Do not exaggerate your decision. If you are feeling, stuck dial things back to the most basic facts and disregard the what ifs and wonderings. You cannot decide based on things that have not and may never happen. You do not know how you will feel in the future. Base your decision on your needs for the here and now.
When making crossroad decisions remain determined to live your dream and fulfilling your destiny. Trust yourself that you know what you are doing.
Procrastination never brings perspective. Practice making decisions confidently by eliminating hesitation and doubt. Commit to your decision and remain flexible in your approach. Write down everything about the situation that is real, removing all the projections and infinite possibilities. Be sure your mind is clear. Decisions made when you are feeling down are never good. A clear mind will help you decide clearly.
While it is nice to consult friends and family for advice, you have your own experience and perspective. So, be careful about taking the opinions of others. Think for yourself. When you look back 10-20 years from now, you will realize you made the most import decisions of your lifetime. Seeking the perspectives of others is good, but you are the one who must live with your decision. It is hard to know if you are doing the right thing or not, with everyone forcing their opinion on you. It is important to empower yourself to make your own decisions. If you depend on others to decide for you, more than likely, you will make the wrong decision. You must do what is right for you.
Whatever the decision, it will determine your future.
Then there are times when you know what you need to do, and often it does not necessarily make sense. Think about this; perhaps you don’t have enough information, don’t let this hold you back from choosing what feels right for you.
Most of the time, we know the answer, and the following questions can help you unlock the answers.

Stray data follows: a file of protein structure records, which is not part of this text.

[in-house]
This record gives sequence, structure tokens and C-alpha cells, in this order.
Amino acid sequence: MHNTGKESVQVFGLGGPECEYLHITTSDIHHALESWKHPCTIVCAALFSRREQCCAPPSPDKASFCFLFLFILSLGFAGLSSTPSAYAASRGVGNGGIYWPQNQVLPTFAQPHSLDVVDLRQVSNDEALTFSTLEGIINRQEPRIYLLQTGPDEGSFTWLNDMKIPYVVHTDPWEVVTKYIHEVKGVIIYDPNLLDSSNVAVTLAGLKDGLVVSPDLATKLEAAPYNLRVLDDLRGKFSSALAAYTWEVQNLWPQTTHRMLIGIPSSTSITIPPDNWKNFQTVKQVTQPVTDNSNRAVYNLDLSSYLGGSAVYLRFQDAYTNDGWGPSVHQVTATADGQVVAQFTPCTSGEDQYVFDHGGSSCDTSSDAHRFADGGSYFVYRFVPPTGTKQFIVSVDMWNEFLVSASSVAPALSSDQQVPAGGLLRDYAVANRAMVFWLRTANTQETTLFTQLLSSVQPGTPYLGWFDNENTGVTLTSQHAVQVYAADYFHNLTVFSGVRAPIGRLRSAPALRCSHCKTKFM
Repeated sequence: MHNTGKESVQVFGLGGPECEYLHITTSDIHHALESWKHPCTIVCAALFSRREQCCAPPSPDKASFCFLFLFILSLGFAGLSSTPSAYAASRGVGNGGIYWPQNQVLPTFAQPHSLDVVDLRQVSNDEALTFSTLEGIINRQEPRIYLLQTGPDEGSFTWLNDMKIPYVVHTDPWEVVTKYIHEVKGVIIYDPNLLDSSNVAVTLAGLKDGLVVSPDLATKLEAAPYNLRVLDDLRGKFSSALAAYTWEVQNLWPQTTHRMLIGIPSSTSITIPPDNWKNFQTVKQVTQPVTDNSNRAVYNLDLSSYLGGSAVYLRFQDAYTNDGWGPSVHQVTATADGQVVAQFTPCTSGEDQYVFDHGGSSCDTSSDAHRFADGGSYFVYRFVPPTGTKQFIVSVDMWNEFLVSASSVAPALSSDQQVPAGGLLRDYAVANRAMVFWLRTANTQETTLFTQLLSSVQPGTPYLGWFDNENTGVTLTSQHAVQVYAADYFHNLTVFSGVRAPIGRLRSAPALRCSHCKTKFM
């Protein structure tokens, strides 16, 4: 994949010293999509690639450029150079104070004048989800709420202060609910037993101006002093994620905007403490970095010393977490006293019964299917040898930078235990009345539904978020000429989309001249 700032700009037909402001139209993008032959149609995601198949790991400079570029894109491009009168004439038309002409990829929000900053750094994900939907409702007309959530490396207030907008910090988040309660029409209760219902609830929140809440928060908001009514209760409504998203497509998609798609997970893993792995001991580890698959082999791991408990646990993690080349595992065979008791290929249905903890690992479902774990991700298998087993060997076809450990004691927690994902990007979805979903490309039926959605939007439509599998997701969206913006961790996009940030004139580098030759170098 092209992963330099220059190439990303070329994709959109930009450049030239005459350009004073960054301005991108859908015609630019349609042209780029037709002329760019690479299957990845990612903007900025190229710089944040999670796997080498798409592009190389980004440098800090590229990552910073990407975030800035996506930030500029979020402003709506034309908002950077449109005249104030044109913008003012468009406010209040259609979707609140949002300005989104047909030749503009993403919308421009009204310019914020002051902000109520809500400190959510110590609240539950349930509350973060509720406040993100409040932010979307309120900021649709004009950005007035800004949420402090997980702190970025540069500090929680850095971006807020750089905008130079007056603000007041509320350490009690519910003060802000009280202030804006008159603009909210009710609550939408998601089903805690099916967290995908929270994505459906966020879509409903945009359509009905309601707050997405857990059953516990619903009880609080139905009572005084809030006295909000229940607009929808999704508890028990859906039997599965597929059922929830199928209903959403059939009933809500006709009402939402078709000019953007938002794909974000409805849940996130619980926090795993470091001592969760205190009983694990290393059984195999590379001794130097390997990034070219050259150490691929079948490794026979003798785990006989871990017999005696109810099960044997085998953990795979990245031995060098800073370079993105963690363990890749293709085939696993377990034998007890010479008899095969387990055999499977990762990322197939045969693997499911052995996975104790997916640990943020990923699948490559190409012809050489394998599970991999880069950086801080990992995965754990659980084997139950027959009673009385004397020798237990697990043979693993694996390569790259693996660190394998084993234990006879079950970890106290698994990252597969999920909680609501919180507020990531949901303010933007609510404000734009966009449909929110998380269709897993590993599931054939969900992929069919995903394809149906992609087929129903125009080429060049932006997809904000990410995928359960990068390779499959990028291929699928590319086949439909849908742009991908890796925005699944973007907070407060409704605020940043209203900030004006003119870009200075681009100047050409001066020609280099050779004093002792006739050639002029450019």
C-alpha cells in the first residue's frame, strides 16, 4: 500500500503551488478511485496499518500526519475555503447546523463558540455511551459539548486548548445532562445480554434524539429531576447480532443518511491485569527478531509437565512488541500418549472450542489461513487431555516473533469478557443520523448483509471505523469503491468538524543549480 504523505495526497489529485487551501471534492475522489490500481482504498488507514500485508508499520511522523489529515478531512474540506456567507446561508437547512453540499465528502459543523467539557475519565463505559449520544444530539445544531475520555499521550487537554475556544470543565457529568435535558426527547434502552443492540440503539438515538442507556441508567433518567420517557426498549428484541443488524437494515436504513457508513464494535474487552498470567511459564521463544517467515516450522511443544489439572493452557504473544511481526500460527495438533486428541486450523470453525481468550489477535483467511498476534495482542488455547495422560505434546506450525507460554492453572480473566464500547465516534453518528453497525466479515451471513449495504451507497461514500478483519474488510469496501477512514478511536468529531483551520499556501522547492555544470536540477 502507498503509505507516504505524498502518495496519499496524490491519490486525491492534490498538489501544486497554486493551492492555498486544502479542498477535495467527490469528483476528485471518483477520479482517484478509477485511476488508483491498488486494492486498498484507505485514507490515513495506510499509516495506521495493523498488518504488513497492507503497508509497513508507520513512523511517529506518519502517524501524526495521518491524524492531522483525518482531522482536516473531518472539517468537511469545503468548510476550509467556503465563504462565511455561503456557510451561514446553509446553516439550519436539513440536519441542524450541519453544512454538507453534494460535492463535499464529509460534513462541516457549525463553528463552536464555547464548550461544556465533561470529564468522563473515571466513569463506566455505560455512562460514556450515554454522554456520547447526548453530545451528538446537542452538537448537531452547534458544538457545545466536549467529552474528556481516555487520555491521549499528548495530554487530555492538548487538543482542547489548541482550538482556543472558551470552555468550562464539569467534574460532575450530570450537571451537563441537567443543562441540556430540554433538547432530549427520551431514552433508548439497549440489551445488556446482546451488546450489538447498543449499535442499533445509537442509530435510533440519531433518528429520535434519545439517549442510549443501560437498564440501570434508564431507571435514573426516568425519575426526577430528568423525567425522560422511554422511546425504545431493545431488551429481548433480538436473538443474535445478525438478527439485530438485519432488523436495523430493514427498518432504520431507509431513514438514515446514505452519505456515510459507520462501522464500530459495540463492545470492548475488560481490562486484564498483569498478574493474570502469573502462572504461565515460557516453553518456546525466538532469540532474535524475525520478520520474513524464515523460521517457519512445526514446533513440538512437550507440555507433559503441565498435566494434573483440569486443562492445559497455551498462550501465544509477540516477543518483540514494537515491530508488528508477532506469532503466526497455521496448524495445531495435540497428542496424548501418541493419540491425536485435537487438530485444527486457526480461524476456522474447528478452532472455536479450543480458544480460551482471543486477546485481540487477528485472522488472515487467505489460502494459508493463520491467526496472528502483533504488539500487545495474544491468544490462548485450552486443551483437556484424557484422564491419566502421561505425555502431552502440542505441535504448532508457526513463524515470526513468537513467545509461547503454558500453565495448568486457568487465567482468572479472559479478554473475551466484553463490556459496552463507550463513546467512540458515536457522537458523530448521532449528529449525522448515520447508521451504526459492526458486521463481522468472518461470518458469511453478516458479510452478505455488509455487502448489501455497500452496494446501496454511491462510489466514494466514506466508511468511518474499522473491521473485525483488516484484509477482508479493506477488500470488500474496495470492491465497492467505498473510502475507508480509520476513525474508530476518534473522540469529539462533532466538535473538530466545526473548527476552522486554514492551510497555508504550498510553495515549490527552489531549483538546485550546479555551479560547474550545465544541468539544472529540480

If I do X, what will it cost me?
If I do X, what will I gain?
Is what it cost me WORTH what I will gain?
Will it take me towards my dream goal/who I aspire to be?
Does it align with my values and vision?
How do you know the right thing to do? One of the most effective decision-making strategies is to keep your eye on your goal. Make your decision and embrace it.
When Osaka looks back 10-20 years, she will reflect on how this was an important decision for her life.
She can only make the decision based on her goals and her core values.
This is not the first time Osaka has made a decision that shook the tennis world. In 2020, Osaka decided to withdraw from the 2020 Cincinnati Open to raise awareness for the police shooting of Jacob Blake only staying in the tournament after choosing to support her cause by postponing the event for a day.
At the US Open, Osaka walked onto the court for her seven matches wearing a different black mask, each of which with the name of an African American, who had been killed in recent years often without significant repercussions.
She is doing what is best for her mental health. Of course, she could listen to the public who does not have a dog in the race. She is the one who will live with her decision. It is called self-care.